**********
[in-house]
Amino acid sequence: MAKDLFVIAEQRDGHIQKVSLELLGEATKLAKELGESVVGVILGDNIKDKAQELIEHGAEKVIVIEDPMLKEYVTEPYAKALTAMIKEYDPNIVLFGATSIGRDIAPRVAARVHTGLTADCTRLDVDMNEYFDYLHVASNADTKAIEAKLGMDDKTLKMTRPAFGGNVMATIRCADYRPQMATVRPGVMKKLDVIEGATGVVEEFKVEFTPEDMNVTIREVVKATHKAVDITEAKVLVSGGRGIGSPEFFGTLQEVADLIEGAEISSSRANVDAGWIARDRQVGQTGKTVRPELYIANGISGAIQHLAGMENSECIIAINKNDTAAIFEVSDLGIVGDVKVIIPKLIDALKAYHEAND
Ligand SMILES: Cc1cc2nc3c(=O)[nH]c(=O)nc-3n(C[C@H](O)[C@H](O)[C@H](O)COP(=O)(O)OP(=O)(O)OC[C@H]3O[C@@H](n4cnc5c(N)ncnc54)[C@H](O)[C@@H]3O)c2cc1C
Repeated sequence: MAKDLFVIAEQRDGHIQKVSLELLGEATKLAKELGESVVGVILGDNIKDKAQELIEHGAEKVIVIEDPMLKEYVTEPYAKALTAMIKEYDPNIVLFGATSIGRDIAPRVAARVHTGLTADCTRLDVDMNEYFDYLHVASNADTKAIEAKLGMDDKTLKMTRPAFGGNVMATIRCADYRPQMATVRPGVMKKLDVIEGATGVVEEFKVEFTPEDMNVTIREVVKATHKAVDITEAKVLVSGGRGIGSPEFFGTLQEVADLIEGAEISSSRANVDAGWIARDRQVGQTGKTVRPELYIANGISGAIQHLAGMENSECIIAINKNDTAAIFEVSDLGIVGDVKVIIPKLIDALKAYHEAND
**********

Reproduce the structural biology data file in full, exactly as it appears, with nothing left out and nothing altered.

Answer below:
[in-house]
Amino acid sequence: MAKDLFVIAEQRDGHIQKVSLELLGEATKLAKELGESVVGVILGDNIKDKAQELIEHGAEKVIVIEDPMLKEYVTEPYAKALTAMIKEYDPNIVLFGATSIGRDIAPRVAARVHTGLTADCTRLDVDMNEYFDYLHVASNADTKAIEAKLGMDDKTLKMTRPAFGGNVMATIRCADYRPQMATVRPGVMKKLDVIEGATGVVEEFKVEFTPEDMNVTIREVVKATHKAVDITEAKVLVSGGRGIGSPEFFGTLQEVADLIEGAEISSSRANVDAGWIARDRQVGQTGKTVRPELYIANGISGAIQHLAGMENSECIIAINKNDTAAIFEVSDLGIVGDVKVIIPKLIDALKAYHEAND
Ligand SMILES: Cc1cc2nc3c(=O)[nH]c(=O)nc-3n(C[C@H](O)[C@H](O)[C@H](O)COP(=O)(O)OP(=O)(O)OC[C@H]3O[C@@H](n4cnc5c(N)ncnc54)[C@H](O)[C@@H]3O)c2cc1C
Repeated sequence: MAKDLFVIAEQRDGHIQKVSLELLGEATKLAKELGESVVGVILGDNIKDKAQELIEHGAEKVIVIEDPMLKEYVTEPYAKALTAMIKEYDPNIVLFGATSIGRDIAPRVAARVHTGLTADCTRLDVDMNEYFDYLHVASNADTKAIEAKLGMDDKTLKMTRPAFGGNVMATIRCADYRPQMATVRPGVMKKLDVIEGATGVVEEFKVEFTPEDMNVTIREVVKATHKAVDITEAKVLVSGGRGIGSPEFFGTLQEVADLIEGAEISSSRANVDAGWIARDRQVGQTGKTVRPELYIANGISGAIQHLAGMENSECIIAINKNDTAAIFEVSDLGIVGDVKVIIPKLIDALKAYHEAND